about music on main
Music that brings us together.
“If there was any doubt that Vancouver is becoming a real nexus of musical creativity, its latest concert series should take care of that.” (The Georgia Straight)
That’s what the Georgia Straight wrote when Music on Main launched on October 3, 2006 with One Night Stand: Steve Reich, a one night festival of Reich’s music that was part of the international celebrations of the composer’s 70th birthday. Artistic Director David Pay created the series with a promise of great music in casual but stimulating environments, with top-flight musicians, an ear for contemporary music, and refreshing concert formats.
Since then, Music on Main has developed a growing local, national, and international reputation as storytellers for a post-classical age.
At a Music on Main concert, there’s always great musicians and interesting, engaging music. And there’s always the chance to make new friends, meet the artists, and escape from your to-do list for an hour or two.
Music on Main has produced more than 250 events featuring in excess of 700 musicians and more than 50 world premieres at Heritage Hall on Main Street, the now-closed Cellar Restaurant and Jazz Club in Kitsilano, and venues throughout Metro Vancouver. The music has touched the souls of thousands of listeners, and we’ve helped artists from around the world connect with each other, and with Vancouver audiences.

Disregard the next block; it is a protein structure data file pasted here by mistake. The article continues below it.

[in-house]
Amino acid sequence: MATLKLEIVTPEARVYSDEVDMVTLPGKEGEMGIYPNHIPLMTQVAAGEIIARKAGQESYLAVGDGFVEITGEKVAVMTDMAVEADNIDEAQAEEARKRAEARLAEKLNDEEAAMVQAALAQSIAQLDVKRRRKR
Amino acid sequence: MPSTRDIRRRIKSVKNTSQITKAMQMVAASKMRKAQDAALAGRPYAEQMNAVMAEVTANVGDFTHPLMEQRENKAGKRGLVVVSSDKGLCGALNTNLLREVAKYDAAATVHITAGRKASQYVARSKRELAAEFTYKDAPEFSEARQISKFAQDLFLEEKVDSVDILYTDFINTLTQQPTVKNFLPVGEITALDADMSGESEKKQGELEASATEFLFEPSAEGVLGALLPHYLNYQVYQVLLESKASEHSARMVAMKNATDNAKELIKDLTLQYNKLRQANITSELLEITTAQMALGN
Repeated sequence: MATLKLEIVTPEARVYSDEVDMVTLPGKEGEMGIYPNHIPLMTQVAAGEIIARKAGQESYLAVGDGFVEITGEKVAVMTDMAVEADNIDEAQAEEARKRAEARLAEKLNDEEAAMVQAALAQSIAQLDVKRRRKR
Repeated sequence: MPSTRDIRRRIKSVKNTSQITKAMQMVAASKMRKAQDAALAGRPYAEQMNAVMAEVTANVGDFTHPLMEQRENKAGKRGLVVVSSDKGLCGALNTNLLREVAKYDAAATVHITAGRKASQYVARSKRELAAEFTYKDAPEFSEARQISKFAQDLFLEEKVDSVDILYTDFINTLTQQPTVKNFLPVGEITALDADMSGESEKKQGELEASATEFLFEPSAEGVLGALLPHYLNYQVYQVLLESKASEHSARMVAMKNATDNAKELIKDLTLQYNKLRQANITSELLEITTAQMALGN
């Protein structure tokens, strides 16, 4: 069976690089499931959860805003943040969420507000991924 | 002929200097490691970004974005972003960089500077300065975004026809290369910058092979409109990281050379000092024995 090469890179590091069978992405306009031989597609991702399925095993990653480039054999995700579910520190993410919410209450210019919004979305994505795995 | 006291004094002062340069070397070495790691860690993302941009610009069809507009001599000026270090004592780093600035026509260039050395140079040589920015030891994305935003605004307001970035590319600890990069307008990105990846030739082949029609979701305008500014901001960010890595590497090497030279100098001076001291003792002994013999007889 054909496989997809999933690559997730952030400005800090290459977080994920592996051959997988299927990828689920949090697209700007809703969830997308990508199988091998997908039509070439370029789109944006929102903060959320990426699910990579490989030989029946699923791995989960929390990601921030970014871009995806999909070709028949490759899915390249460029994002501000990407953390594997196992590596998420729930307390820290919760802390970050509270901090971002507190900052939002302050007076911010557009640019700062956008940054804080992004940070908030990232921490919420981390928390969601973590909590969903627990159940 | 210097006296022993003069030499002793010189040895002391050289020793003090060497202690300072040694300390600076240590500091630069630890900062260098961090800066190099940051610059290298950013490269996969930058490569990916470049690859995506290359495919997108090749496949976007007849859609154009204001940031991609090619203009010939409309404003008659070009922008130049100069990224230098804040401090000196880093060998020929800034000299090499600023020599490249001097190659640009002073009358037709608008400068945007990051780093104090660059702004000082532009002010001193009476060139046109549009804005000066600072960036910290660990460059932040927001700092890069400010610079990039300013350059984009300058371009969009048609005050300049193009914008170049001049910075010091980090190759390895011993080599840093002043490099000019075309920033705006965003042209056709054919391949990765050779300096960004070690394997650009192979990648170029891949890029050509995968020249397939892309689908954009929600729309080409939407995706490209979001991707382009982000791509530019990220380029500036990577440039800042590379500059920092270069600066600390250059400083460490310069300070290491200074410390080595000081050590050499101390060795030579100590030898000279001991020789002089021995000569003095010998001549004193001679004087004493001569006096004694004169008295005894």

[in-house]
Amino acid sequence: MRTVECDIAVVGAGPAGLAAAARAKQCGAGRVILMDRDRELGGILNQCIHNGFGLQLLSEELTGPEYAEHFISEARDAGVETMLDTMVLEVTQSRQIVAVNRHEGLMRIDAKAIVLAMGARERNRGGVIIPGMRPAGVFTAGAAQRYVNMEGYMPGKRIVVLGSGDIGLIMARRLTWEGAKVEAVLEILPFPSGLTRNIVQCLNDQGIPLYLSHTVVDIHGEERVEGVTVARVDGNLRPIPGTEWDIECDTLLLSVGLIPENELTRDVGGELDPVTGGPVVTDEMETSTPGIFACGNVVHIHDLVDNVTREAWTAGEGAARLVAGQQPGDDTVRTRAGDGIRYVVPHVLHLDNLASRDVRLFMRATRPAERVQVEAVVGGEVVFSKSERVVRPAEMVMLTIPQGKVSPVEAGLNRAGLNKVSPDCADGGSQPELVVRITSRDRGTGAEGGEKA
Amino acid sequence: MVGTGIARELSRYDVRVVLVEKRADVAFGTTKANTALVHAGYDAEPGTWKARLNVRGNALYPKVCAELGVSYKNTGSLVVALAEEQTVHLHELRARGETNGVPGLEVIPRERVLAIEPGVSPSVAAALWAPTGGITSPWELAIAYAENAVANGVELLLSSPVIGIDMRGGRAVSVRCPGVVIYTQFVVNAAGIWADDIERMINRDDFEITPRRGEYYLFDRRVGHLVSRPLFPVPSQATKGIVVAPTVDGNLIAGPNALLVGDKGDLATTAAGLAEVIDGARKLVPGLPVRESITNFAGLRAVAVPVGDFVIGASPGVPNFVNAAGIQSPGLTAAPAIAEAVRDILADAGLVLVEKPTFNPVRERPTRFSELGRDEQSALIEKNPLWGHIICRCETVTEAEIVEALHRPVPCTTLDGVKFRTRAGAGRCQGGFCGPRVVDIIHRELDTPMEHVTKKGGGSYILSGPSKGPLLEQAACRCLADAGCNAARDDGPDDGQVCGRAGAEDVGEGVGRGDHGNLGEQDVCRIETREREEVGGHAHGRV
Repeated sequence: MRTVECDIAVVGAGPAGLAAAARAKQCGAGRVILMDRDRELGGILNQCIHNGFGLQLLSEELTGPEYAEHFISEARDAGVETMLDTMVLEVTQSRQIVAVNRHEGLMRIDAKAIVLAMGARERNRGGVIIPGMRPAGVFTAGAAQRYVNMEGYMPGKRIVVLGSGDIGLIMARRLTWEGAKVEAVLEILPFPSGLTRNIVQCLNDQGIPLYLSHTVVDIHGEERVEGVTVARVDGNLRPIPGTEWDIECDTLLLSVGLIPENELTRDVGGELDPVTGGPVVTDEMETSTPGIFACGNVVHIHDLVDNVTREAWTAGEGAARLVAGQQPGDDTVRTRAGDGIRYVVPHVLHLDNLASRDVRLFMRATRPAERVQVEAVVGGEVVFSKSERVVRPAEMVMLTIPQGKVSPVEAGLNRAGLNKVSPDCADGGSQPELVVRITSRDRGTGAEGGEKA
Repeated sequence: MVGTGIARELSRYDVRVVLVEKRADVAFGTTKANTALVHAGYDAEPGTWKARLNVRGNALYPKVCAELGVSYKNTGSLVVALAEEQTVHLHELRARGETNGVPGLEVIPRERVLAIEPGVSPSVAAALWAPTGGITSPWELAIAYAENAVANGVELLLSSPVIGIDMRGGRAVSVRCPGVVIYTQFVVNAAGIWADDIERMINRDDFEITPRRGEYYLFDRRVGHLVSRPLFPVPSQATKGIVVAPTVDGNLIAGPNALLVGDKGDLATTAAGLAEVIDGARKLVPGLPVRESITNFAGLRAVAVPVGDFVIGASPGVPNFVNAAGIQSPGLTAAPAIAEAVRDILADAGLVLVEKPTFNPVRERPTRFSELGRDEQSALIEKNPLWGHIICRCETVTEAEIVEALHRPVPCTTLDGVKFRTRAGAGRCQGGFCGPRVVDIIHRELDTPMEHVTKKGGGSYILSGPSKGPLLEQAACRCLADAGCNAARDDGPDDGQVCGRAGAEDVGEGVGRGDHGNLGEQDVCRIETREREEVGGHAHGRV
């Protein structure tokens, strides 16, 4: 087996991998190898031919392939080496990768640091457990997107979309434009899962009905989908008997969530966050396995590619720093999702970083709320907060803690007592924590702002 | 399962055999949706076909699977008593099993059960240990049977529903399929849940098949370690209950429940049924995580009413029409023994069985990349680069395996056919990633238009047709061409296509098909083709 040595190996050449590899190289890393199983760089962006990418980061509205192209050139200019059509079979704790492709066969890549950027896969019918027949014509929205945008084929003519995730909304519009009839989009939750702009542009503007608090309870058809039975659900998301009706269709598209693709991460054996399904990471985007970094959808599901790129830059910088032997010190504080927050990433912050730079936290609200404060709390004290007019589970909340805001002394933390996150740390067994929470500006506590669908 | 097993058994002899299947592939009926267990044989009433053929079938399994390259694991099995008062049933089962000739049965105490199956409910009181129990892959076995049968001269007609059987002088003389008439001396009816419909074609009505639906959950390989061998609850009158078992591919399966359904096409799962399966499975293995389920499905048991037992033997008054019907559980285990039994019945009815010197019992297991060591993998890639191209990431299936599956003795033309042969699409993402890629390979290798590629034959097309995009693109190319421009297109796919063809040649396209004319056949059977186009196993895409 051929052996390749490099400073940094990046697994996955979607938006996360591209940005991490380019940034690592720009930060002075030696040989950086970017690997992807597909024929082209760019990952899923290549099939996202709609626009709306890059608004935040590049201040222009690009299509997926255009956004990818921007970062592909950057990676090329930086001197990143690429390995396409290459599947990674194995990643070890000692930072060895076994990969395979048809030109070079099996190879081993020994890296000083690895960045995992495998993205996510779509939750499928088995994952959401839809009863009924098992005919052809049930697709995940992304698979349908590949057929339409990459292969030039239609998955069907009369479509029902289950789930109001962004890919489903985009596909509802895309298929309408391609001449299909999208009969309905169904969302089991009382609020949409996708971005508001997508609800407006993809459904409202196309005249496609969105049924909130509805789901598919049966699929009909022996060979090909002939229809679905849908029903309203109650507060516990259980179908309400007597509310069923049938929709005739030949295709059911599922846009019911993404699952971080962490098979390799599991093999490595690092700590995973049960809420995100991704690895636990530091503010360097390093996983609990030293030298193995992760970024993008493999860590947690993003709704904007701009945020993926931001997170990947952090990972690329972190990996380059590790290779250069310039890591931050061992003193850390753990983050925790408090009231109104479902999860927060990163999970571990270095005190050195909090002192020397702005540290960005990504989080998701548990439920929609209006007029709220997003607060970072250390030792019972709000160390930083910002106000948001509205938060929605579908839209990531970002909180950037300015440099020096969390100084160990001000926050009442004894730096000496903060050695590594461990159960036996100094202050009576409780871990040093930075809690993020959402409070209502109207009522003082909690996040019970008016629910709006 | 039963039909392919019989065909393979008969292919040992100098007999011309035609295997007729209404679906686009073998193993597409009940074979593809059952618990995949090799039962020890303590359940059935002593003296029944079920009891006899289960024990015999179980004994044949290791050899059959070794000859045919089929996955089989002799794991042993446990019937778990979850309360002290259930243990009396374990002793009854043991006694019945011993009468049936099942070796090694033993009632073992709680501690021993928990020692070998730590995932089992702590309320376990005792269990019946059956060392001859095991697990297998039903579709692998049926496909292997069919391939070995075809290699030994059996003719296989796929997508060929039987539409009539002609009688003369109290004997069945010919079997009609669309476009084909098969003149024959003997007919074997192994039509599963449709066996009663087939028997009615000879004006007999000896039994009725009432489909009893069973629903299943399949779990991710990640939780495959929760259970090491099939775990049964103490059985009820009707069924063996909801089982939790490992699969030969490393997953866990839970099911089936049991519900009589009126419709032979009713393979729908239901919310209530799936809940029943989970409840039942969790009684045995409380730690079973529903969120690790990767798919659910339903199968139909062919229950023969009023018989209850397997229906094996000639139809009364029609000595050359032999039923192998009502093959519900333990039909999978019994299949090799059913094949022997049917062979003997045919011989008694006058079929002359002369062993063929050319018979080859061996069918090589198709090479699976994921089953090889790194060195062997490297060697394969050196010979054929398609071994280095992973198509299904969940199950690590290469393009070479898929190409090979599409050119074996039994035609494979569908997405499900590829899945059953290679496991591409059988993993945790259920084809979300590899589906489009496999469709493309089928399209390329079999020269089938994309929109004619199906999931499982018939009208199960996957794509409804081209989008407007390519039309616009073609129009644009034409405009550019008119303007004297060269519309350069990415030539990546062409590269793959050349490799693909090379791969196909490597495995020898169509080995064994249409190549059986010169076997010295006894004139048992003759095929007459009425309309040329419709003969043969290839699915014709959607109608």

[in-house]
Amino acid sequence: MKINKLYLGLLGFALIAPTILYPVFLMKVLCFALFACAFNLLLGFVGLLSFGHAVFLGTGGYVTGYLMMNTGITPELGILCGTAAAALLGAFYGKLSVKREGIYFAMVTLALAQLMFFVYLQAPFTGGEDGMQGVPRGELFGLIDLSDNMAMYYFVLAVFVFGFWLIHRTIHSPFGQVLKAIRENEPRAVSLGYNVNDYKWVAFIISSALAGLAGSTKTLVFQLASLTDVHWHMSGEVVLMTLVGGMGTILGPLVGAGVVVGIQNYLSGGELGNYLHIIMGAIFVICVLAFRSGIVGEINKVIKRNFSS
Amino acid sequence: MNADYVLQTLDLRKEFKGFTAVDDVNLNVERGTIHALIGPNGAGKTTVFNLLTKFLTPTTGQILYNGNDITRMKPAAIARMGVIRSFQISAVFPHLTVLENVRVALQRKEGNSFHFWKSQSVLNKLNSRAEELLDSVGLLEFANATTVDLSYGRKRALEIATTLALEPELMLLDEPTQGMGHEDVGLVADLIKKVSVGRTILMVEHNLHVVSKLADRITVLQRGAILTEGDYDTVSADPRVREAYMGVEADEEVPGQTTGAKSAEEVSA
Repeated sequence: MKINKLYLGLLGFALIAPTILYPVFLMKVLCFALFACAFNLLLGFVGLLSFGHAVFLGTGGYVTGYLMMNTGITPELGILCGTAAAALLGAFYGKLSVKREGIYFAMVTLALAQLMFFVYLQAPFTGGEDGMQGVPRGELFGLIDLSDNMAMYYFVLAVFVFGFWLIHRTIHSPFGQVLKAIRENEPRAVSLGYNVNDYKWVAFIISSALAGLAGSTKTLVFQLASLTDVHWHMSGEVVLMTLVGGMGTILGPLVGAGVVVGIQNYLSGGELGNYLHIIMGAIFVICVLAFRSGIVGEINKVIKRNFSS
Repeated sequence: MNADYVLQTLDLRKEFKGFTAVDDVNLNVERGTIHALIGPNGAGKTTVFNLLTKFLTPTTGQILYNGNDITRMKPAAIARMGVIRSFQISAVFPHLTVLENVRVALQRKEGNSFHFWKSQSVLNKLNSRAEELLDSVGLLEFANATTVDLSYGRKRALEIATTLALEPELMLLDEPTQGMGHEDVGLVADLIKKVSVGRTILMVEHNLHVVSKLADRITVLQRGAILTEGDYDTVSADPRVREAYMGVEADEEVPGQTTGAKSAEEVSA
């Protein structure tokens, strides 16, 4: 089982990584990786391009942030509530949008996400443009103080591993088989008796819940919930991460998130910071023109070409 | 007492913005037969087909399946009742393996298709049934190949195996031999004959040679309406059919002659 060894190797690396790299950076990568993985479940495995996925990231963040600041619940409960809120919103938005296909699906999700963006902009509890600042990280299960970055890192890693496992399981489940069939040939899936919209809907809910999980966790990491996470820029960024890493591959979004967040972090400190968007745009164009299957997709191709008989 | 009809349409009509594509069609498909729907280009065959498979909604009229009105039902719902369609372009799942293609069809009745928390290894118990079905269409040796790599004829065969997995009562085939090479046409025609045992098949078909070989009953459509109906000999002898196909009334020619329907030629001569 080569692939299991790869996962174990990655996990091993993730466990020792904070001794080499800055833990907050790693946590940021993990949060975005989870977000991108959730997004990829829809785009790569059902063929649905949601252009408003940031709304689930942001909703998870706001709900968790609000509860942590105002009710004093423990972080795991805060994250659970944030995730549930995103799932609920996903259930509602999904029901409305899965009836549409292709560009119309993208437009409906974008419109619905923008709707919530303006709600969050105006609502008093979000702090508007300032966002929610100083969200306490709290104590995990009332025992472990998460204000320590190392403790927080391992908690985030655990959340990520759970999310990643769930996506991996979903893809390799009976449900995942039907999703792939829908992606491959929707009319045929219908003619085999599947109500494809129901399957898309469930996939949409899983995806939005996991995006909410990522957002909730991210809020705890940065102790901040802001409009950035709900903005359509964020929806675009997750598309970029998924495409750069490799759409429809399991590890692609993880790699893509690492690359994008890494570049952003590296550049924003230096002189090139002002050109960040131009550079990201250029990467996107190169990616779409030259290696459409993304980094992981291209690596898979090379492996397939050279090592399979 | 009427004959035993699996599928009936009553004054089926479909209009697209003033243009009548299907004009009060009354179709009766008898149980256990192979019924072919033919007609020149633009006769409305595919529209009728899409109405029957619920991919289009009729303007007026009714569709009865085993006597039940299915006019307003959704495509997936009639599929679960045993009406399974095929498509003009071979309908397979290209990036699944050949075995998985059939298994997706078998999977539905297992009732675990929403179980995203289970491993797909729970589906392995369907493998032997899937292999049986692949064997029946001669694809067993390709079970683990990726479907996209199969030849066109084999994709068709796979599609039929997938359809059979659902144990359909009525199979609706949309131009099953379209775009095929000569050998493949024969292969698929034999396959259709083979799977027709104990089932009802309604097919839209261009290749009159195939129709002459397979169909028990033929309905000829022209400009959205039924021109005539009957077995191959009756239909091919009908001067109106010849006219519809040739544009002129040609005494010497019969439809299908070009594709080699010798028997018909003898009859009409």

In 2010 we launched the annual Modulus Festival, which “provides western Canada with one of the finest windows onto the post-classical scene” (Gramophone Magazine). And in 2017, we’ll co-host the ISCM World New Music Days 2017.
Our events take place in Vancouver’s most vibrant neighbourhoods. The Main Street Series happens at Heritage Hall, The Fox Cabaret, and other intimate spaces located in the heart of the Mount Pleasant neighbourhood, in East Vancouver. Other events take place in unexpected and fun venues throughout Metro Vancouver.
At Music on Main, you’re always welcome.
“It’s an idea both simple and sophisticated: Why restrict quality music to the concert hall?” (The Vancouver Sun)